>To establish the setting:
Where I work there is an employee parking lot approximately 200 feet from the employee entrance, affectionately known as “the pit”. It is a gravelly, pothole-laden patch of land which is not adequately sized to accommodate the whole of the staff. Hence, there is another parking lot across the street which is a kind of “overflow” lot for when valet is full but employees are able to park there as well.
I’m driving to work and on my way I happen to notice that there is snow atop the mountains that punctuate the skyline where I live. I was tickled. I love winter, and this was the first time I saw any indication that winter was well on its way.
As I crossed the bridge and prepared to enter “the pit”, I was prevented from pulling into the narrow inlet by a police car with lights ablaze. Knowing my co-workers the way I do, I suspected one of them had foolishly sped down the 30-mph zone in an effort to be on time.
However, upon closer inspection, I noticed that not only was the officer out of the car, but he was also standing with hands outstretched in front of him, gun in hand.
In front of him knelt a young man in a plaid shirt and jeans with his hands on his head.
Keep in mind I work and live out in “the sticks”, where people get pulled over for going 2 mph over the speed limit because the local cops are so bored.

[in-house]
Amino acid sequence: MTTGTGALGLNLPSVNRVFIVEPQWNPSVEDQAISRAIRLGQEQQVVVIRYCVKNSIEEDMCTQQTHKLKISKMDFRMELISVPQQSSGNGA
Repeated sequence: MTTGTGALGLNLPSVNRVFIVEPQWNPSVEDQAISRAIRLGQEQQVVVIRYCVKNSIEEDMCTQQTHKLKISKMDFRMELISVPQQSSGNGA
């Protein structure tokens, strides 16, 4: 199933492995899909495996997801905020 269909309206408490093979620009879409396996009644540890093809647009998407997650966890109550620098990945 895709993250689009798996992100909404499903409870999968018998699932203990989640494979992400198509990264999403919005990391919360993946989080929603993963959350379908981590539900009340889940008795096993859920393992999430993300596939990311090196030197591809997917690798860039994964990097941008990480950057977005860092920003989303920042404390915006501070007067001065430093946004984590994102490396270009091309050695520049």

Criminal activity is not necessarily our thing.
So, I was forced to park in the valet overflow lot. As I made my way to the employee entrance, I noticed a second car pull up. Backup.
I got to work, giddy with the news that “somebody is gettin’ busted in the pit!”, blah blah blah.
It was at this point that one of the chefs flicked the switch to turn on the warmers on the hot line.
An explosion to rival the 4th of July ensued, complete with blue flames and firecracker pops.
Lights flickered for a moment, a body part inventory was taken, and all but the hot line seemed to be functioning within normal parameters.
Not just yet.
About 20 minutes after the “flaming hot line” incident, a resounding crash echoed throughout the kitchen. Only the noise wasn’t coming from the kitchen. It came from the dining room.
Trepidatiously, we tiptoed around the corner, peeking around the wall like heads on a totem pole.
One of the shades on the hanging ceiling lamps had somehow wrenched itself free from the fixture and came crashing down on the table. Casualties included 2 crystal water glasses, 2 champagne flutes, 2 Rosenthall coffee cups, saucers and bread plates, and a lead-crystal vase containing rocks and rosemary stems.
The cherry on this metaphoric triple-poofy-parfait of a day was a near-accident in the roundabout-style valet parking area involving a Lincoln Town Car and a runaway daushund whose owners were either ignorant of or ignoring the rule regarding dogs on the property.
I’m going to go watch Rome now.
Today is fini.
2 thoughts on “>odd day”
>Crazy day!Did you ever find out what that guy had done?Or is that just how they handle speeding tickets where you live?”Sir, please step out of the car and get on your knees with your hands on your head.”